Hermogenes (Germogen), Patriarch of Moscow
Our Father among the Saints Hermogenes (Germogen), Patriarch of Moscow, was born about 1530 in Kazan. While yet a layman, he lived as a clerk in the Monastery of the Transfiguration in Kazan. In 1569, the year that Metropolitan Philip of Moscow was slain in Tver (see Jan. 9), Saint Barsanuphius, Bishop of Tver, fled to Kazan fearing the wrath of Ivan the Terrible. So Hermogenes became a spiritual son of Saint Barsanuphius. He was made priest of the Church of Saint Nicholas in Kazan, and was a witness of the miracles of the newly-appeared icon of our Lady of Kazan (see July 8). Later he became Abbot of the Monastery of the Transfiguration, and in 1589 was consecrated Metropolitan of Kazan, in which capacity he converted and baptized many pagan Tartars and heterodox.
In late 1604, the so-called false Dimitry, a pretender to the Russian throne who claimed to be the son of Ivan the Terrible (who had died in 1584), crossed the Russian border, having the support of the Jesuits and King Sigismund III of Poland, who hoped through Dimitry to force Papism upon the Russian people; a few cities, such as Chernigov, soon surrendered to him. Shaken by these calamities, Tsar Boris Gudonov died suddenly, and in June, 1605, the pretender entered Moscow and took the Russian throne. He then declared his intention to marry a Polish woman without her receiving Baptism in the Orthodox Church; when the authorities and the hierarchy remained silent out of fear, it was Metropolitan Hermogenes alone who fearlessly rebuked him and demanded that she renounce Papism and be baptized according to the rites of Orthodoxy. For this, Hermogenes was banished to Kazan. In 1606 Prince Basil Shuisky led the people in the overthrow of Dimitry, and Basil was elected Tsar in Moscow; Hermogenes was made Patriarch of Moscow. The overthrow of Dimitry did not end the endeavours of the Poles to subject Russia to themselves, and in those times of upheavals, treachery, and bloodshed, the valiant Patriarch Hermogenes showed himself to be a great spiritual leader of the people, and, like Saint Philip of Moscow almost half a century before, the conscience of Orthodox Russia in times of betrayal and terror.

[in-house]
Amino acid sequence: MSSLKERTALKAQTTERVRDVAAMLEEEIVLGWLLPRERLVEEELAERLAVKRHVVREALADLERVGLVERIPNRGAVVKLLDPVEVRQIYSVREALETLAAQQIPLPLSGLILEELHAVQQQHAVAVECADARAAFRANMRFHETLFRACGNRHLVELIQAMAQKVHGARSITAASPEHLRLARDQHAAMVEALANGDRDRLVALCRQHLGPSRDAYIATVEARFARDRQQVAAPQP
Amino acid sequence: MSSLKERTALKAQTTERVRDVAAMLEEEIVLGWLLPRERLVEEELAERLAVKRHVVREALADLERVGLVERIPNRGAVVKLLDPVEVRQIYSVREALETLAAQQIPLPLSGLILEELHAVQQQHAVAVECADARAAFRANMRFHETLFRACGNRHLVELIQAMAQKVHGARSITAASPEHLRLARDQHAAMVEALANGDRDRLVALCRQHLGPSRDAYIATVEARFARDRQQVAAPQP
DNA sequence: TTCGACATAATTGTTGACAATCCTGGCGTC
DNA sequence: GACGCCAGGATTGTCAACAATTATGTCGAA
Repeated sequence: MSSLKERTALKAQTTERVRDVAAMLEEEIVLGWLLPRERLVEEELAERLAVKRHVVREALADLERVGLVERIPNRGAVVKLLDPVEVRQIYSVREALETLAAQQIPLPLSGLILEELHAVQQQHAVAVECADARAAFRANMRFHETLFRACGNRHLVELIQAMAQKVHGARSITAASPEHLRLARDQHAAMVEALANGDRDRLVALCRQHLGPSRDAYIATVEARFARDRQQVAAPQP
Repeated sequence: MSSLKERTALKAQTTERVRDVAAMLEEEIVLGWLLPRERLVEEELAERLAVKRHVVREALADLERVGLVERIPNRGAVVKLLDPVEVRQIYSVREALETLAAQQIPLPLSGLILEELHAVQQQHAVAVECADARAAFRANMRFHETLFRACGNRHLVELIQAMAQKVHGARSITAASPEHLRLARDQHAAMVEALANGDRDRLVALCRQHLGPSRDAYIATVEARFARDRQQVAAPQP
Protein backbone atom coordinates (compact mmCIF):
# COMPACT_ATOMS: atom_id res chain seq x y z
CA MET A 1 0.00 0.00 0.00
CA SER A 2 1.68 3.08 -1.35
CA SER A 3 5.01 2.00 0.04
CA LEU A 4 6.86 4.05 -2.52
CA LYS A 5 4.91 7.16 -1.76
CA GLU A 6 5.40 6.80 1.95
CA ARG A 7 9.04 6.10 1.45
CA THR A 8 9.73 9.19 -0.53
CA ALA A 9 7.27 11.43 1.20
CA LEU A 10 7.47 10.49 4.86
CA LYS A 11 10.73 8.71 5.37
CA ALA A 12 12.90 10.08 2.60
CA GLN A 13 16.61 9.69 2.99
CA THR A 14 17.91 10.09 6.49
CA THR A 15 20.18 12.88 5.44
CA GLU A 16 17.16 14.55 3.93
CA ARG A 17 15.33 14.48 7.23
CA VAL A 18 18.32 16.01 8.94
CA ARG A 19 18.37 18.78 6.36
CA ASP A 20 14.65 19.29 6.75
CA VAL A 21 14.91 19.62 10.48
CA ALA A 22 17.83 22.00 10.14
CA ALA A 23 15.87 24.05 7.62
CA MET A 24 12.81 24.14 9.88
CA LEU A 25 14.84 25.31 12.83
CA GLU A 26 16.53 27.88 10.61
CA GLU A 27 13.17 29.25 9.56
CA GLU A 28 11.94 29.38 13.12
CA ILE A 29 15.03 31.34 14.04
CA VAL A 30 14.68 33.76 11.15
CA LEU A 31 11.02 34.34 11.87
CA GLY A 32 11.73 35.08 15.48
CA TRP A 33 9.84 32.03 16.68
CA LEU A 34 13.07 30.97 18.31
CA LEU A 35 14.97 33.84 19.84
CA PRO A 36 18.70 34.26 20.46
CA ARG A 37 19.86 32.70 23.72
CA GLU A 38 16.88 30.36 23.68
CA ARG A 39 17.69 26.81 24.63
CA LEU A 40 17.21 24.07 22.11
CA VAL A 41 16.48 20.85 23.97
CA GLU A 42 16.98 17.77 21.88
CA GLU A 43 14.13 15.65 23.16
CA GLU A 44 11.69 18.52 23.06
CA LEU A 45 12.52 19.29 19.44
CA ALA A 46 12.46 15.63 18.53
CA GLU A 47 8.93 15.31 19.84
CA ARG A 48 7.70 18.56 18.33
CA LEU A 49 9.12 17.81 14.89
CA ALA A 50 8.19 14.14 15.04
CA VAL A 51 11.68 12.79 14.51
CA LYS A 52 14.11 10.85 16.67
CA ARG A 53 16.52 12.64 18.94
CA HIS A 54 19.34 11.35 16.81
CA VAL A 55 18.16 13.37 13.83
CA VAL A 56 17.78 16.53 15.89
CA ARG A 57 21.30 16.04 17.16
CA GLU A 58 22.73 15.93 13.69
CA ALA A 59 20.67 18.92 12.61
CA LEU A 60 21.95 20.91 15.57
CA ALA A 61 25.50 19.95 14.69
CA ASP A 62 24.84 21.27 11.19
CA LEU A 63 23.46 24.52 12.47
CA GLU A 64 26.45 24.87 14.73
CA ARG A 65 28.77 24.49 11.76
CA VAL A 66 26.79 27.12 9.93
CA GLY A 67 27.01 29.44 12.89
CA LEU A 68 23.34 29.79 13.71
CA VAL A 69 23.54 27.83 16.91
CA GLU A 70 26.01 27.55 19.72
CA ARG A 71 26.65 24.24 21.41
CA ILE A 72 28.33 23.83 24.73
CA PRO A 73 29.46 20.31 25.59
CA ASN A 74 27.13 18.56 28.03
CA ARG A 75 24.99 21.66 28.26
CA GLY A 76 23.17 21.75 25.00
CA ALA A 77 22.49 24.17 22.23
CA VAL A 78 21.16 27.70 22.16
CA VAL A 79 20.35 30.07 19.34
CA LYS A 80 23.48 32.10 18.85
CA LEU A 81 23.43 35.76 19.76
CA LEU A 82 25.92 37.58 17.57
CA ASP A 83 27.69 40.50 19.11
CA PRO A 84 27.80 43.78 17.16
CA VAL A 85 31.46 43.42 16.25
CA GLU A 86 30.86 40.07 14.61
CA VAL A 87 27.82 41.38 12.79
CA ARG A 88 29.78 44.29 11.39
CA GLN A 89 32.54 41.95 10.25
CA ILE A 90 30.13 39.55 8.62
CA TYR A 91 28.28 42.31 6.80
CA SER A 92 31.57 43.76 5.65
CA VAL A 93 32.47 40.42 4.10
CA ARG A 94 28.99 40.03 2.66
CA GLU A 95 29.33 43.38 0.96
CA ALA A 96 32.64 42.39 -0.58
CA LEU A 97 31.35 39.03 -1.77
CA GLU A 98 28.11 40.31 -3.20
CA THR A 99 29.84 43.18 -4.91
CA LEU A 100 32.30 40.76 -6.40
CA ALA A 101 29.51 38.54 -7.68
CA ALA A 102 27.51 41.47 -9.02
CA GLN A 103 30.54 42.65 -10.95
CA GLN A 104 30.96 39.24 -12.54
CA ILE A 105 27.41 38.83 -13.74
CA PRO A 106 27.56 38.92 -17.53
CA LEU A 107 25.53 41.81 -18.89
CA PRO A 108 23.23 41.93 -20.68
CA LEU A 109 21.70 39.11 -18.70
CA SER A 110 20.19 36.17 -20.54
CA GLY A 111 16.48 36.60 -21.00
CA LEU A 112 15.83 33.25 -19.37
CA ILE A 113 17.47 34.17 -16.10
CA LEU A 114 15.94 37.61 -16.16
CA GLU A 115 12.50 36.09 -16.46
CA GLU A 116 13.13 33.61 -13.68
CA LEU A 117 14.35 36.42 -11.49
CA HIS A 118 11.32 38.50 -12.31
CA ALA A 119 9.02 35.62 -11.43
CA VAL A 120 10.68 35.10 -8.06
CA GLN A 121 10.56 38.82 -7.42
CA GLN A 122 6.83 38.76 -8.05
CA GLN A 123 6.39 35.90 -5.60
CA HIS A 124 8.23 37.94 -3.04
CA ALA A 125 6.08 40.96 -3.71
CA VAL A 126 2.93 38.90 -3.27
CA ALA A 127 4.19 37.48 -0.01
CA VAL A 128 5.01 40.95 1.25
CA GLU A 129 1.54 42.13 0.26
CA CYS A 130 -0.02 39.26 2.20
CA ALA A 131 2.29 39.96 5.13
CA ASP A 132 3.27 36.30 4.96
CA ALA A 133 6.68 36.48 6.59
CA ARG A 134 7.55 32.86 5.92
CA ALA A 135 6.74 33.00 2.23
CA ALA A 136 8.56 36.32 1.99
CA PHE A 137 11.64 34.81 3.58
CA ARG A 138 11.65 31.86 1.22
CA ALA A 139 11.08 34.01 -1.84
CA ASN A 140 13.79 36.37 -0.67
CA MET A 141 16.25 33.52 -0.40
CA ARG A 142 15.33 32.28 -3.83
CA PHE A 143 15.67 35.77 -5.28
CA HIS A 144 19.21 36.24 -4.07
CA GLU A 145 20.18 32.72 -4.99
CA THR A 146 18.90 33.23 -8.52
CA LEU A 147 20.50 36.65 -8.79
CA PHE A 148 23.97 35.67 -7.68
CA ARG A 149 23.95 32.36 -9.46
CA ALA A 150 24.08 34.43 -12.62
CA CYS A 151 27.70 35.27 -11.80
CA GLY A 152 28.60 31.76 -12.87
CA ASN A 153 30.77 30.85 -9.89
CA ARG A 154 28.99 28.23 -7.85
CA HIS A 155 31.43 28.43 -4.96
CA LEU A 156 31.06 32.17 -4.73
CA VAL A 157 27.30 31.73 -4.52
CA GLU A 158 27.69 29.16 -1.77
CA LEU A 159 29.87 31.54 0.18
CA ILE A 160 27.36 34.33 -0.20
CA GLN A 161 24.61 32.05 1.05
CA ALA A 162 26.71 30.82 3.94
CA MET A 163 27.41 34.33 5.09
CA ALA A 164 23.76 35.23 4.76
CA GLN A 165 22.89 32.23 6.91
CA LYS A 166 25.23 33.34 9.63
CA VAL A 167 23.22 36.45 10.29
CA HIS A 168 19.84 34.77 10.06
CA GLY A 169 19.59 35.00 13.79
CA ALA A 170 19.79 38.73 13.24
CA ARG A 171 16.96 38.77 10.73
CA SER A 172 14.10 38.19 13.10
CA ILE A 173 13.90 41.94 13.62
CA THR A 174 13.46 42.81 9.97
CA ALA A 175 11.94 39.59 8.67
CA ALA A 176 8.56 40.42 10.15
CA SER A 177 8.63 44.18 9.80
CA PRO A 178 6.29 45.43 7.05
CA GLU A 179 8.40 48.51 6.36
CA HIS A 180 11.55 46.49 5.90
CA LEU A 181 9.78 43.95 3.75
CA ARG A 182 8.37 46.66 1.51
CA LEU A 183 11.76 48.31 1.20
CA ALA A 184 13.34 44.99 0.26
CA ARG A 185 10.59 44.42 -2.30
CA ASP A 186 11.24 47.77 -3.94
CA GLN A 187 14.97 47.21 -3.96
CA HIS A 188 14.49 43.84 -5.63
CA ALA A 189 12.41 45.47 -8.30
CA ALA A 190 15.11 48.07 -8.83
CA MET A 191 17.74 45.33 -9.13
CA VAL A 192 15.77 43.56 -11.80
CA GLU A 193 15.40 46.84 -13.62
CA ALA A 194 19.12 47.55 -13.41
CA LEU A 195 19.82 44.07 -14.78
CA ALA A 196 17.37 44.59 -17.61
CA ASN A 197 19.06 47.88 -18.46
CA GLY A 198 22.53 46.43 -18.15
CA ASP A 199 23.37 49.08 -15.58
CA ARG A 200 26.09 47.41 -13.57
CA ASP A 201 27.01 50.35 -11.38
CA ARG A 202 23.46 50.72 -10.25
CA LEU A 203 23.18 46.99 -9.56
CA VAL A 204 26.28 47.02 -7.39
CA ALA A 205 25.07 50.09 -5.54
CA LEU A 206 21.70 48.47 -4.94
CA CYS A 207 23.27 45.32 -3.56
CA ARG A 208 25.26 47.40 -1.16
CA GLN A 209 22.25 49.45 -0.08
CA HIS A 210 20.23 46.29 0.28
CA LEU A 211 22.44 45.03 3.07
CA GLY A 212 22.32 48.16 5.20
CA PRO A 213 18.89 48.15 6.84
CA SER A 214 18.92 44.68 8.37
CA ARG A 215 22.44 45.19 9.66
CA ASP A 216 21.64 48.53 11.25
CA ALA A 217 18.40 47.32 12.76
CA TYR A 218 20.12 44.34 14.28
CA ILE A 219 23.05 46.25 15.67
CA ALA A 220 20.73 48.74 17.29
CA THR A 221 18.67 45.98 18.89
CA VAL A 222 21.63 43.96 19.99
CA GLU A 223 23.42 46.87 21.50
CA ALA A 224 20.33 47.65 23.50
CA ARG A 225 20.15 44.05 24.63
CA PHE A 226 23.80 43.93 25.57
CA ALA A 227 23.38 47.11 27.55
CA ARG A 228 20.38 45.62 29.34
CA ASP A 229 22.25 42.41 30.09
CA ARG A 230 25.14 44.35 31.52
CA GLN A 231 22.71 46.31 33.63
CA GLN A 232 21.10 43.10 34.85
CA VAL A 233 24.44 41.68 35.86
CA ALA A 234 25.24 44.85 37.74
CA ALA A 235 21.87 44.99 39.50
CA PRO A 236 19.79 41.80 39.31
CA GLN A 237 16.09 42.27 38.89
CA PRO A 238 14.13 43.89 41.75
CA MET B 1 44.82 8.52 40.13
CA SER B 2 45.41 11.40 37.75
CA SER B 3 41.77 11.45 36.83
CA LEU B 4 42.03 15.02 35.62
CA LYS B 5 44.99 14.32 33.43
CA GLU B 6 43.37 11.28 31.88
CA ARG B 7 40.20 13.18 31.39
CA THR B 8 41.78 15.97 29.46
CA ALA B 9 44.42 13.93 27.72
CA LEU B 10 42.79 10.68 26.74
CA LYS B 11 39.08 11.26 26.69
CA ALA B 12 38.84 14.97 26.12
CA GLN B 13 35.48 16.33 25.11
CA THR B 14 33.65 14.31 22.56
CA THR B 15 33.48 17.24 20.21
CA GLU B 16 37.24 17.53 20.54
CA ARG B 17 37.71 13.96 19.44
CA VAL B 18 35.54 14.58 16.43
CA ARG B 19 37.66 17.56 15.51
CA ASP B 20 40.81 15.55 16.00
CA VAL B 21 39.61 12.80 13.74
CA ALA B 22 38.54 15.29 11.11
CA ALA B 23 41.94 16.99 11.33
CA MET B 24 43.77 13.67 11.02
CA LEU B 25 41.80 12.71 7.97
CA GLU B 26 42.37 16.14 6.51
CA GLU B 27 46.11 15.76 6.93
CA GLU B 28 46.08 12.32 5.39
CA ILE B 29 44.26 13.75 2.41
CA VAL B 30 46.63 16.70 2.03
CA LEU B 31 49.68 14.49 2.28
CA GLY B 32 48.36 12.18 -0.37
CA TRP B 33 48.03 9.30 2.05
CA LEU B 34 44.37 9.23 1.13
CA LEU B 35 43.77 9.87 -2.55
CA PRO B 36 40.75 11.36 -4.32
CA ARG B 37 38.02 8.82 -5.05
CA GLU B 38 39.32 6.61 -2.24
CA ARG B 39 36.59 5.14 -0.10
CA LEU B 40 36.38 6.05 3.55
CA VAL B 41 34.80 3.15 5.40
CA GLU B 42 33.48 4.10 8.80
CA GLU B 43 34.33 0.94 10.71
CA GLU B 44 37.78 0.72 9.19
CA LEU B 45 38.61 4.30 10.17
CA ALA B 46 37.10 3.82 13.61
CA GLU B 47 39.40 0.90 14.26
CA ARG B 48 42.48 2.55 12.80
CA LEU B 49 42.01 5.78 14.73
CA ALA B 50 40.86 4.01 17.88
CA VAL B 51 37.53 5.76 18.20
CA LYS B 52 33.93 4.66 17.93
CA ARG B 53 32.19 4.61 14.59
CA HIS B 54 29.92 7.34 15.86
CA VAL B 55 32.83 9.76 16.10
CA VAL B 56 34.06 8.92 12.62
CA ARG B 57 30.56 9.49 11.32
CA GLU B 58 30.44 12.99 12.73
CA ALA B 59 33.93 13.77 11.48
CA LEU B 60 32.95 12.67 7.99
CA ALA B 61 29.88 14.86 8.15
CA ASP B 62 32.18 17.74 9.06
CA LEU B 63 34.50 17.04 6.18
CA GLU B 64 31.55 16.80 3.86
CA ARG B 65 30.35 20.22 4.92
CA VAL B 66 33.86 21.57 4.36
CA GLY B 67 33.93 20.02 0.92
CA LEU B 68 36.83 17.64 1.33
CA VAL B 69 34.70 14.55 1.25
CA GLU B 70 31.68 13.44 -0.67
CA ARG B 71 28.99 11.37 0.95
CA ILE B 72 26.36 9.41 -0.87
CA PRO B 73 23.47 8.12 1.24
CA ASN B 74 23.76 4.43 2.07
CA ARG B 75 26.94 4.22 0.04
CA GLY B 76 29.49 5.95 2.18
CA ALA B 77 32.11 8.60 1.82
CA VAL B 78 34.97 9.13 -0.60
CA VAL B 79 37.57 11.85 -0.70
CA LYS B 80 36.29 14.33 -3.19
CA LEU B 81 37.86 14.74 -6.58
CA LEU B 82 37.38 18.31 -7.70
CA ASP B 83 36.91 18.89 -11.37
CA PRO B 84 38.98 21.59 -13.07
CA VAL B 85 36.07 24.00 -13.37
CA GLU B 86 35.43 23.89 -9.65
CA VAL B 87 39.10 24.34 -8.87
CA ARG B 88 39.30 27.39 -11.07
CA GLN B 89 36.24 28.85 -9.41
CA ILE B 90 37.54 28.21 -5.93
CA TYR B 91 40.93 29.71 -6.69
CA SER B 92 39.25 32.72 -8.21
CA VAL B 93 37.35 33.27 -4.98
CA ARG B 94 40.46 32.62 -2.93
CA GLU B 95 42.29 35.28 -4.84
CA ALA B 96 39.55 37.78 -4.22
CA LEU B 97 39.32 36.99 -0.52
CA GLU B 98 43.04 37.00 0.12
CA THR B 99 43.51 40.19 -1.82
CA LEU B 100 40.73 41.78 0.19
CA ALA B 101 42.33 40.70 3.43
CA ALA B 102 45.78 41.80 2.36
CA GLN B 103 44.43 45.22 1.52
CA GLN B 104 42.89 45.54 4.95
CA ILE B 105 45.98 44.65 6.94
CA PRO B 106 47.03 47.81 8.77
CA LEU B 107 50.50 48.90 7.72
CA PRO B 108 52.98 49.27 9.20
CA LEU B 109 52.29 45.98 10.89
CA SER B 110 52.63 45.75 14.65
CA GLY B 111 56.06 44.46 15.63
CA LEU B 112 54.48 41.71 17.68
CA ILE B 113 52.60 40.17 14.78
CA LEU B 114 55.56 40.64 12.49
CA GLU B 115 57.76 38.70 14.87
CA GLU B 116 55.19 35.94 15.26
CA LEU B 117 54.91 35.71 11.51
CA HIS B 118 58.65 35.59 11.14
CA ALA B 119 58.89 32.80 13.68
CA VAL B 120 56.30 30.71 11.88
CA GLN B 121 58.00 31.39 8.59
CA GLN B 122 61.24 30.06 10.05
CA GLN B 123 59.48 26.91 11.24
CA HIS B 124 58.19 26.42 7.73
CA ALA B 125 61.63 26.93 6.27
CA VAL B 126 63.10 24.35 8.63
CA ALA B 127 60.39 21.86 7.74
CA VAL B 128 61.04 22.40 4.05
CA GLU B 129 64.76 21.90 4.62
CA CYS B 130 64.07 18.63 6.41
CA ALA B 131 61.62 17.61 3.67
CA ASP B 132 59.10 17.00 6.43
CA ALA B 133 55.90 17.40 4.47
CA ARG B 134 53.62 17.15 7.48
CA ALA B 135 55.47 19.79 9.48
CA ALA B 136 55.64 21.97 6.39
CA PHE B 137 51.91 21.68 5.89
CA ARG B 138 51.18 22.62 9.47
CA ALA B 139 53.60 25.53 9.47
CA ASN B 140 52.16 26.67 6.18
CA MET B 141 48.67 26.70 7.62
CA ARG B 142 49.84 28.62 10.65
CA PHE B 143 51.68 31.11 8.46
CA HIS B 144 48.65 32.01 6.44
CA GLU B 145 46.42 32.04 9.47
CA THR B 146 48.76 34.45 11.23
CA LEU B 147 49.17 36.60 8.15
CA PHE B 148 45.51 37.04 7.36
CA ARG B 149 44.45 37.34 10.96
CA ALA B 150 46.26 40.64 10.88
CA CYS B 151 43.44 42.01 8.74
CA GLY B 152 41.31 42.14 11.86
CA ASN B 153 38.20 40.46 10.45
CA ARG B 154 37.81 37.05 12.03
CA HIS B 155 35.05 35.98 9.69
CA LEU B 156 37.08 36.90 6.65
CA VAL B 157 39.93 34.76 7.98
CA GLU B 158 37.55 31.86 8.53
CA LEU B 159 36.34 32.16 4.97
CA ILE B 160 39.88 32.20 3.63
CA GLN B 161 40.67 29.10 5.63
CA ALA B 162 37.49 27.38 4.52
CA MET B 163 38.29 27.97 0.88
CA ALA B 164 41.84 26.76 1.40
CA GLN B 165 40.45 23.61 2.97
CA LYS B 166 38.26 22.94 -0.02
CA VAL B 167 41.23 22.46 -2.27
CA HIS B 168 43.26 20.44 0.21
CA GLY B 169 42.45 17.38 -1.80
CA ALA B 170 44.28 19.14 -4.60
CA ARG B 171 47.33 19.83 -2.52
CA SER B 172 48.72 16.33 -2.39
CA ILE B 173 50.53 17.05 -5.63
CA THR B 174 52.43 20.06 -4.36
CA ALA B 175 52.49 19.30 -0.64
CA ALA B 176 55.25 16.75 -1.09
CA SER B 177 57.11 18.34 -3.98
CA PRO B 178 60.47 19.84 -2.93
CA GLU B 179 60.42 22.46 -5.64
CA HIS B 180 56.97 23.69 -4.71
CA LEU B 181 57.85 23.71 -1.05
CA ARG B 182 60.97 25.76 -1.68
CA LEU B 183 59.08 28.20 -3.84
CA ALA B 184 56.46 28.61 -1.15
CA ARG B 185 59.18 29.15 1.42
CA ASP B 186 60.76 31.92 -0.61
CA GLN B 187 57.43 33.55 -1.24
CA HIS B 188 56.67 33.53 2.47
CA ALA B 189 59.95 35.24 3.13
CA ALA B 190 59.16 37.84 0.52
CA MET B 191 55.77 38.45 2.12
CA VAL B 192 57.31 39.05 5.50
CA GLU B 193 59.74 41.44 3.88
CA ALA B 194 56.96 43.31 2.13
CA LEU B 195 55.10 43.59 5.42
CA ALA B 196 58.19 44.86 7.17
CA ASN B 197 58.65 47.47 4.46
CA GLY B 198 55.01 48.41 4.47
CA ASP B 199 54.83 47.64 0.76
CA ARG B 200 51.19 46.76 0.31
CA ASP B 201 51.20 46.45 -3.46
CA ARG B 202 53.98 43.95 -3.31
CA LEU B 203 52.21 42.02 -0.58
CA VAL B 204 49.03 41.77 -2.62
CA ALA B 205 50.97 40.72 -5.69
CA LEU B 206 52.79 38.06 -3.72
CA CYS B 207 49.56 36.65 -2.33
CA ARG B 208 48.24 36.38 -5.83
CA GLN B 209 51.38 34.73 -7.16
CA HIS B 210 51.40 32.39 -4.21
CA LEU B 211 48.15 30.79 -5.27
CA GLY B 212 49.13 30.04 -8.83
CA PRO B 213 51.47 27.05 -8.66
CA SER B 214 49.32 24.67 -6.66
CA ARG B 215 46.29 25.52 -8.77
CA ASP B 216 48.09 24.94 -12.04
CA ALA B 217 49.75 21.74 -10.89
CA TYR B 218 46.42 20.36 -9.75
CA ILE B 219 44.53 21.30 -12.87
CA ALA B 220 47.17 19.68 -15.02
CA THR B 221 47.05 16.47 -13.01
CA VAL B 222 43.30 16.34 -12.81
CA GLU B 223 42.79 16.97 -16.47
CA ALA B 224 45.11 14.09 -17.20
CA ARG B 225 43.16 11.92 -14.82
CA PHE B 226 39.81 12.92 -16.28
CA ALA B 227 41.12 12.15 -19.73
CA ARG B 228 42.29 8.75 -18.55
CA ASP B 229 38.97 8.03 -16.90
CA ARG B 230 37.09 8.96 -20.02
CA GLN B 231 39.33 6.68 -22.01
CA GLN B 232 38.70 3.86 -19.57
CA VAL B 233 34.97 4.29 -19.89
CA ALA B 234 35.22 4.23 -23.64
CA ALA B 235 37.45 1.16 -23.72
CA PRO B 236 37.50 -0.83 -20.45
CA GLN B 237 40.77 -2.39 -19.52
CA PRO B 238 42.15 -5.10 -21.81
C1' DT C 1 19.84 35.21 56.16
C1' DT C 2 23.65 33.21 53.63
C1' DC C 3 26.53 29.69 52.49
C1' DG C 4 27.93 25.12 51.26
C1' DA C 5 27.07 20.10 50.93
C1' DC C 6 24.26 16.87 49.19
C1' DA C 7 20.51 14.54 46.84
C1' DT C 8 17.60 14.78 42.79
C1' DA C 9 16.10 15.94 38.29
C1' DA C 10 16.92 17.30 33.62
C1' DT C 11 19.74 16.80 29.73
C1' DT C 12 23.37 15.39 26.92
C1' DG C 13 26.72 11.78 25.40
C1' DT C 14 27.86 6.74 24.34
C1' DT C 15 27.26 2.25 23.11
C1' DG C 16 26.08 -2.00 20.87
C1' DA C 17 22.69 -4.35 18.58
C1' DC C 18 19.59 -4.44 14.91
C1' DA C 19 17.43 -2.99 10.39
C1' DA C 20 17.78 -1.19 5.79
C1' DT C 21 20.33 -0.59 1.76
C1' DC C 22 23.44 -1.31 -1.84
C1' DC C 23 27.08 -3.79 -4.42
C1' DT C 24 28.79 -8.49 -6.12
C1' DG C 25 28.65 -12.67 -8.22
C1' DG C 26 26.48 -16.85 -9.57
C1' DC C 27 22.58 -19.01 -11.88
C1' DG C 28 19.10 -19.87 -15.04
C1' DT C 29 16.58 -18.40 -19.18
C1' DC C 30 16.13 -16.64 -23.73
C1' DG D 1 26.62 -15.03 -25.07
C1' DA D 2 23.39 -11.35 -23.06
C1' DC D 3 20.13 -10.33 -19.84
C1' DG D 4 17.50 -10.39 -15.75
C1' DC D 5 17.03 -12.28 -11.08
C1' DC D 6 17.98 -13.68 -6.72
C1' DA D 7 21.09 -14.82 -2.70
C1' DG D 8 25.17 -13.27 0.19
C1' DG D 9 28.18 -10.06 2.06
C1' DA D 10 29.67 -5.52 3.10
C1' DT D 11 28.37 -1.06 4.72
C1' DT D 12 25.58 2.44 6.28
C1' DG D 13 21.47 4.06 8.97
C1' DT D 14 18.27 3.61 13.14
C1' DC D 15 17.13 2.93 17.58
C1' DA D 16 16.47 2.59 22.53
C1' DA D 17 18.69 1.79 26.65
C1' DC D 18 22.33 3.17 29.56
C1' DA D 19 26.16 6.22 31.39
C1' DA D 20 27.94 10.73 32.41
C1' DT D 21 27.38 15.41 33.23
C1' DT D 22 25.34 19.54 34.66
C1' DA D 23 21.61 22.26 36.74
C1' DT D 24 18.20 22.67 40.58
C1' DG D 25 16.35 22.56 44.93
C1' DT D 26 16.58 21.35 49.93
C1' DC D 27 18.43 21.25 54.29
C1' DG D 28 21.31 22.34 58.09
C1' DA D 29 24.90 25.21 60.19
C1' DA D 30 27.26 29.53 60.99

In 1609 King Sigismund succeeded in setting his son upon the Russian throne, and Patriarch Hermogenes again insisted that the new Tsar be baptized in the Orthodox Church, marry an Orthodox Christian, and have no dealings with the Pope. The Poles, together with rebel boyars who supported them, imprisoned Patriarch Hermogenes in an underground chamber of the Chudov Monastery during Holy Week of 1611, where they slowly starved him to death; he gave up his holy soul on February 17, 1612.
In 1653, his holy relics were found incorrupt; in 1812, when Napoleon captured Moscow, the Saint's tomb was desecrated in the search for treasure; when the French withdrew, the Patriarch's holy body was found intact on the floor of the cathedral; in 1883 his holy relics were again found whole. Saint Hermogenes was glorified on May 12, 1913, and added to the choir of holy hierarchs of Moscow, whose feast is celebrated on October 5; at the time of his glorification a multitude of miracles were wrought through his incorrupt relics.